Wednesday, 14 June 2017 11:28

The Art of Acing the Qualifying Exam

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Published in Careers
From Nick Youngson http://nyphotographic.com/ From Nick Youngson http://nyphotographic.com/

If you’re a student in your second year of graduate school, you’re probably already thinking about your upcoming qualifying exam (QE), or preliminary exam. Most graduate programs have some form of a QE and passing it allows the student to officially enter doctoral research. In other words, it’s a big deal. The format varies from one program to another, but generally it consists of writing a proposal and defending it in front of a committee. Many students dread it for months, take weeks to prepare for it, and put it behind them as soon as possible, but it doesn’t have to be that way. The QE isn’t an exam to dread, it is an opportunity to learn.

Here are some tips that can help you not only pass the exam, but fully enjoy and make the most of it.

Ask for Help and Advice
Your dissertation mentor can help you shape your project, especially if the exam is about your project and the field. Some schools prohibit the mentor’s involvement so be aware of the rules of your graduate program. Your peers are another source for advice and help. Ask senior students about what to expect and the things they did to successfully pass their QE. It’s not cheating. It’s an important part of the learning process because by asking for help and using available resources, you improve your science. Finally, involve your committee. Don’t be afraid to meet with them if permitted and bounce ideas back and forth.

Read with Purpose
Most students start preparing 2-3 months before the exam. That doesn’t mean 10 hours of preparation a day for 3 months straight. Rather, begin slowly by incorporating reading into your daily schedule. I started with a single paper per day and made it to four per day as I got closer to my exam. Since you can’t read every paper in your field, be realistic and smart about what you read. There is no such thing as “the right number of papers to read,” but anywhere between 50 and 200 is a fair number to tackle. I read 150 in a span of 3 months and cited 40 in my proposal. Not every paper needs to be read in depth, but I recommend that you read every single word in the papers you cite because that’s the benchmark for your committee to ask questions from. If you’re citing the work of one of your committee members, pay extra attention to it; people like to ask questions about their own work.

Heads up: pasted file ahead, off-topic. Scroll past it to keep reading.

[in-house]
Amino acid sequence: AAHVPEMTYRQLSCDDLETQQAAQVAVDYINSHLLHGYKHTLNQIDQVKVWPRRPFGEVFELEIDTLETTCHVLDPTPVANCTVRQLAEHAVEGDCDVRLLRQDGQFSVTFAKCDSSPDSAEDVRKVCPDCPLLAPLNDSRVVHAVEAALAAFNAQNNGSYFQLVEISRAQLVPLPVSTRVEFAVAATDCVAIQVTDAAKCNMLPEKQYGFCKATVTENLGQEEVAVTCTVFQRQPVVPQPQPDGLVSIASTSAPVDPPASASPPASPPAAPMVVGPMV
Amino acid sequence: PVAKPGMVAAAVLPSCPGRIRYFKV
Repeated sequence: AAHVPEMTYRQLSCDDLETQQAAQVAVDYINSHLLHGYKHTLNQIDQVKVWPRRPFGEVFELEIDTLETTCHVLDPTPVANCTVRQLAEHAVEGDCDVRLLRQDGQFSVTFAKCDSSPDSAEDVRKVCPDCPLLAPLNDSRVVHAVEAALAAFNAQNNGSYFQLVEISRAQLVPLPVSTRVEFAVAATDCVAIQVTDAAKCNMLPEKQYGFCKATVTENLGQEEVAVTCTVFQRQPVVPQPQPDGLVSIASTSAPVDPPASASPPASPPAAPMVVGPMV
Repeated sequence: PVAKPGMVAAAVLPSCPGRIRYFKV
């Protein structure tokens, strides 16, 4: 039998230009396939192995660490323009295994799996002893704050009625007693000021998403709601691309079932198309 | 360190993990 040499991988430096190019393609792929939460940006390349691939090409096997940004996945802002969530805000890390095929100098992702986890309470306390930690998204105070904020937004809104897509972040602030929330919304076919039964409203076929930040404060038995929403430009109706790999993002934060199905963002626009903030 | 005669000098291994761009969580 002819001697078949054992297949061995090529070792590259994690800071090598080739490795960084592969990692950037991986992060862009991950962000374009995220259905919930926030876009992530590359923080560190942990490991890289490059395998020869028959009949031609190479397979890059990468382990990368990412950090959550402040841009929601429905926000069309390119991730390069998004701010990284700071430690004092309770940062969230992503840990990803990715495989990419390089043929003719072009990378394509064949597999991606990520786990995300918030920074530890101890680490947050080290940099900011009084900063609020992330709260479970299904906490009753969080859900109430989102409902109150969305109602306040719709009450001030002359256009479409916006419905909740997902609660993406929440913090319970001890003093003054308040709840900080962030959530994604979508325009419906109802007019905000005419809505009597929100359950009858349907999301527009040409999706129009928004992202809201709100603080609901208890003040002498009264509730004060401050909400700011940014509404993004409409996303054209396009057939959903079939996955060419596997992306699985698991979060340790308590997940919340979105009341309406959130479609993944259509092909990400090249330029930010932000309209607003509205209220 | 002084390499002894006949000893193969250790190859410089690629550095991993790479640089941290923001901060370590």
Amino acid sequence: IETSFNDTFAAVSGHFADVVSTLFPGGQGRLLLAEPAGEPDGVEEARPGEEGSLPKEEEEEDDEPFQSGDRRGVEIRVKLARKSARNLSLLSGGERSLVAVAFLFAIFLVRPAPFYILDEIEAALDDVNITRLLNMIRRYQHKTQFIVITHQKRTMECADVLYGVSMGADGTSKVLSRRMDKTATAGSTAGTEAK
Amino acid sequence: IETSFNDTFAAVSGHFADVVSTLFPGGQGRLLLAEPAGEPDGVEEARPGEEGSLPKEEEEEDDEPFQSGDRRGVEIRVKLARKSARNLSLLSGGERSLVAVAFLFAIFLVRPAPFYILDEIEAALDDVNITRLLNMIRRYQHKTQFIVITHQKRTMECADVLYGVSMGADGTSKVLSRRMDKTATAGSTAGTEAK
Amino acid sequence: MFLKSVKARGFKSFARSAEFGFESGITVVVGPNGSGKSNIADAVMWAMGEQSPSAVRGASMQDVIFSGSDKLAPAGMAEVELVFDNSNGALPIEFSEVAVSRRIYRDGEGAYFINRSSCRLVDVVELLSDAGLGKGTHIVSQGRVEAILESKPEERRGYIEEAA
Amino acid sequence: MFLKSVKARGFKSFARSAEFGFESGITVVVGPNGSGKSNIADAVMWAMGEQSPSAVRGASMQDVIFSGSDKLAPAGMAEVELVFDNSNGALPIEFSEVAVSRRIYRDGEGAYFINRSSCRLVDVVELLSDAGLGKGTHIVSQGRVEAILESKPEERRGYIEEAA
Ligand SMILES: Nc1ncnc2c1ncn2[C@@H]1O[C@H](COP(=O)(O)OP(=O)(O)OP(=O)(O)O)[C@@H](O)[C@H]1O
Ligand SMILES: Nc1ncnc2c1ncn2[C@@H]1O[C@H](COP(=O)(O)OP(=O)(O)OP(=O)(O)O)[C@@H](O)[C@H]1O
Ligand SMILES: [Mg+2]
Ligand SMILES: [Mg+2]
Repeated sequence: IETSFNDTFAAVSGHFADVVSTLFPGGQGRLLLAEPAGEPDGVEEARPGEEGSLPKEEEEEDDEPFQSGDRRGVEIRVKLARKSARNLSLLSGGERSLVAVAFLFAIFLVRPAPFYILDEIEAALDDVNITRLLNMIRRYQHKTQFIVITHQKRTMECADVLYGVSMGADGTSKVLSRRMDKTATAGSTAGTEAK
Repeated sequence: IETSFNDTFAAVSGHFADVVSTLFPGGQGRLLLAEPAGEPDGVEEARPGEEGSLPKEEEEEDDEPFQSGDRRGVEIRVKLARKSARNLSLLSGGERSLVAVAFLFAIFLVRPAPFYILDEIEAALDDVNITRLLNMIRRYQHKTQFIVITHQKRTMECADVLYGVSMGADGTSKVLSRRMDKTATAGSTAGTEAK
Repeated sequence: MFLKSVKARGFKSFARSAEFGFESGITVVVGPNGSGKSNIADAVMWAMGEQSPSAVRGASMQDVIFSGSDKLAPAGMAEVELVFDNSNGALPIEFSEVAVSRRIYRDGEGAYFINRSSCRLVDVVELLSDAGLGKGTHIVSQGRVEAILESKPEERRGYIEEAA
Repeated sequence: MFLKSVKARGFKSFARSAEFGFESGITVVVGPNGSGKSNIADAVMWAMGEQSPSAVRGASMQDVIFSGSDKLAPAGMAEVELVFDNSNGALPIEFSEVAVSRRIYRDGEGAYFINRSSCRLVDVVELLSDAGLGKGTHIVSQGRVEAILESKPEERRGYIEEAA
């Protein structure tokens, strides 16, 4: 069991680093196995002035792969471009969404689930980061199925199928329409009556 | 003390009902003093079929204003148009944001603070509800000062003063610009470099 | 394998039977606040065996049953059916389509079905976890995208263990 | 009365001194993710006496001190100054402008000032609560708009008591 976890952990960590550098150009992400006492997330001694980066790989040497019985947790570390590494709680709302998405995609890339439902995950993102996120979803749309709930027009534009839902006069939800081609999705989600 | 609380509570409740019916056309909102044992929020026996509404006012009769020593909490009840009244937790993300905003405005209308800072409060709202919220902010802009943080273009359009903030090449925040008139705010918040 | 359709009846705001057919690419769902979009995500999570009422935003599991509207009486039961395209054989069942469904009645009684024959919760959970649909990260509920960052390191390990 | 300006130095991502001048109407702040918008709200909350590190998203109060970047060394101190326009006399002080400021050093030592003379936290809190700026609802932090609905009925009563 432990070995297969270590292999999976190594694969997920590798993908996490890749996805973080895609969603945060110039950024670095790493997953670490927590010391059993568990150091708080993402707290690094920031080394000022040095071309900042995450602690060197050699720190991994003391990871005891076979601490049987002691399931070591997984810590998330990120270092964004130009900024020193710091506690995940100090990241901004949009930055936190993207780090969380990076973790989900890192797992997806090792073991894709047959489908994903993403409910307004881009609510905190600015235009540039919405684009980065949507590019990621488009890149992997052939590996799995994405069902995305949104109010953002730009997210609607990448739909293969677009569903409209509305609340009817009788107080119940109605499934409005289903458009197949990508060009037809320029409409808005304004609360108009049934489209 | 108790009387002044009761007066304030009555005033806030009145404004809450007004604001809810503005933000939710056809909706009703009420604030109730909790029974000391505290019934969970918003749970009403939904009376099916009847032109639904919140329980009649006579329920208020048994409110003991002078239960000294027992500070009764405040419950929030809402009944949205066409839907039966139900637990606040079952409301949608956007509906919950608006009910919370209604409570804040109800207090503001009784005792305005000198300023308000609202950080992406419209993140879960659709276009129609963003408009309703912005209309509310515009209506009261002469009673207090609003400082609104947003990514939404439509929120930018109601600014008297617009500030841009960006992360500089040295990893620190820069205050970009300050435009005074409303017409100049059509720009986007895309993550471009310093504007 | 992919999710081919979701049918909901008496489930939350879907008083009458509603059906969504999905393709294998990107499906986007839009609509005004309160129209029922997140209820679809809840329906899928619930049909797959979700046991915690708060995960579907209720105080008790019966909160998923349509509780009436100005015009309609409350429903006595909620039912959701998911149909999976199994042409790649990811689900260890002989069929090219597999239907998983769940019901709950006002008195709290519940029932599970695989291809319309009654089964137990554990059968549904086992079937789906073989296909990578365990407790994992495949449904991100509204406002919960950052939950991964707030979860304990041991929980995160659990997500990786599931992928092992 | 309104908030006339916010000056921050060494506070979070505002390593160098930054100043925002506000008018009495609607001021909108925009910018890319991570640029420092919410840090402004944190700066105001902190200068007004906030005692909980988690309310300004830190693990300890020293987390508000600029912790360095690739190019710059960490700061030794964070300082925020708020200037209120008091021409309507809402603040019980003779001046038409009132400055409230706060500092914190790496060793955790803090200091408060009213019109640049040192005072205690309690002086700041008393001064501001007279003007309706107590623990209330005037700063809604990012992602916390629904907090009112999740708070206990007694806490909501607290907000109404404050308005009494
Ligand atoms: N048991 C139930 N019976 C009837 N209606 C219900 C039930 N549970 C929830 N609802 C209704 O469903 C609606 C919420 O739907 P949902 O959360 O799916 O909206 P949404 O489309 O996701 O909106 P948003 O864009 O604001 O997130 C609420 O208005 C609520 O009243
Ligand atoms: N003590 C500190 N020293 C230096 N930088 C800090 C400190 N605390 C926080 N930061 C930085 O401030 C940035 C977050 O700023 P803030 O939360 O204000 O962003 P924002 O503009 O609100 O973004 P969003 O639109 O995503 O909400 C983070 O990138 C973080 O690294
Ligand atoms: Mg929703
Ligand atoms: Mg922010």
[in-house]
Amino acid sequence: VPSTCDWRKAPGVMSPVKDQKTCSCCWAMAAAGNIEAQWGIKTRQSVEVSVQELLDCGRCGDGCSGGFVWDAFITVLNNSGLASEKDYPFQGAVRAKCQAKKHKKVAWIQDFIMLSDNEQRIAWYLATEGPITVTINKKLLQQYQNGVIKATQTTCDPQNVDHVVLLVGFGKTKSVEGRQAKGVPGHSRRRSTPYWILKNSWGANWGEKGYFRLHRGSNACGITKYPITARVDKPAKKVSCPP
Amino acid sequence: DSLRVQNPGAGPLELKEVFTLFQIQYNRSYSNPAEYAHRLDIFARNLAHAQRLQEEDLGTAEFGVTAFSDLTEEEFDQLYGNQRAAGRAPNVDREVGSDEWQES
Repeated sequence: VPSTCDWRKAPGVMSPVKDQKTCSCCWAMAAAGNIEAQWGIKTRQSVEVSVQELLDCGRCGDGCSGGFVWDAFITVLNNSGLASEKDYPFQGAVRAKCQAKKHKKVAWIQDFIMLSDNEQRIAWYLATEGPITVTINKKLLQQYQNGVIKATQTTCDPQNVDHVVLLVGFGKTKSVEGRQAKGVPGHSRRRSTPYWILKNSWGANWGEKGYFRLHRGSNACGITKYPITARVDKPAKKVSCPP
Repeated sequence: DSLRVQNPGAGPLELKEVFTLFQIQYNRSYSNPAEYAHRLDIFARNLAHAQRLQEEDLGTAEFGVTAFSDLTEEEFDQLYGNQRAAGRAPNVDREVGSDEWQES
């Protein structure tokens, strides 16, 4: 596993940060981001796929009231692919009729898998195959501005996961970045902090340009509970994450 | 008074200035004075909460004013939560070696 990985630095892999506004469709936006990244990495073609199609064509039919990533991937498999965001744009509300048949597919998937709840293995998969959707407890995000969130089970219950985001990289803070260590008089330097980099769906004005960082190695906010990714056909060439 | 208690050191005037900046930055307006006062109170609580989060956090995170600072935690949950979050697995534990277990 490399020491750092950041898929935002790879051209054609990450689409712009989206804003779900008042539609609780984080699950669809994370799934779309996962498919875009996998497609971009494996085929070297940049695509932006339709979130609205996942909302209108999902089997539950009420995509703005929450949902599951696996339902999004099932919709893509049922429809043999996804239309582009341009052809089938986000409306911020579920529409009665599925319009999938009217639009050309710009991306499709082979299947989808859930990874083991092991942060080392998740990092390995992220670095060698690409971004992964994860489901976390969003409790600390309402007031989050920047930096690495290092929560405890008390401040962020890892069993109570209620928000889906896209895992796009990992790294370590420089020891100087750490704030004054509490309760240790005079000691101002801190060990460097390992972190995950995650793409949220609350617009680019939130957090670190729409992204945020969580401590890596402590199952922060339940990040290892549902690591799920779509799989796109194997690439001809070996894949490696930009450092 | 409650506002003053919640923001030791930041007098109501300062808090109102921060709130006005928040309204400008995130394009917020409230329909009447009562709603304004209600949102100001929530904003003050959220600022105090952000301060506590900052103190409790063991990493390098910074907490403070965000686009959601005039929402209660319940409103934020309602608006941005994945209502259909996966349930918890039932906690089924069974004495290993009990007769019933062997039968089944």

Get Writing
Start writing your proposal as early as possible. You don’t need to read every single paper on your list before attempting to write since you can fill in gaps as you go. Have your draft done a few weeks before the deadline so you can have ample time for editing. Take notes and mark the papers you’re citing, it will make your life so much easier when it comes to writing references. In addition, you can use citing softwares (e.g. Mendeley, EndNote, F1000Workspace) to keep track of papers, notes, and citations.

Get Feedback
Edit your first draft by reading it out loud to catch awkward sentences and phrasing. Once you have edited your proposal a couple of times, you can start sending it to senior students and postdocs for feedback. For the oral presentation, plan to do 2 or 3 practice talks in front of your peers at least a week before the QE. Do not plan them the night before! Make sure you are well prepared for these and bring snacks as a thank you.

Keep Calm and Don’t Make Stuff Up
The days that lead up to the exam are going to be nerve-wracking. You will never feel like you know enough, and that’s okay. This is a common feeling; so accept that you’re not expected to be an expert (if you were, you’d be graduating!). What you must demonstrate is your ability to think critically on your feet and handle things under pressure. When asked a question during the exam, pause for as long as you need to collect your thoughts or ask for clarification before you respond, and if you do not know the answer, admit it and take an educated guess. The key is admitting because failing to do so could weaken the trust of your committee in the accuracy of your answers, even the correct ones.

Everybody is going to tell you that once you’re done with the QE, you’re going to regret having stressed so much about it. Despite holding that belief, my mentor had a very different perspective that I found soothing. During my preparation, he would always say “only the most paranoid survive.” In other words, don’t worry about feeling anxious because it means that you care about your future and success, and that’s what drives you to know more. However, recognize that this exam is designed to help you. It’s an opportunity for you to deepen your knowledge about a field (perhaps your field) and think critically like a scientist. It’s hard to look at it this way but cherish that you will get to talk science and express your excitement for research with experienced scientists.


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Last modified on Wednesday, 14 June 2017 11:41
Alireza Edraki

Alireza Edraki is a PhD candidate at the RNA Therapeutics Institute at the University of Massachusetts Medical School. He received his B.S in Biological Sciences from Cornell University in Ithaca, NY. His research interests are evolution, RNA biology and CRISPR gene editing. Ali is passionate about writing and teaching science. He started teaching when he was 16, and has been teaching ever since. His goal is to become a science educator, to teach the public about the wonders of science.

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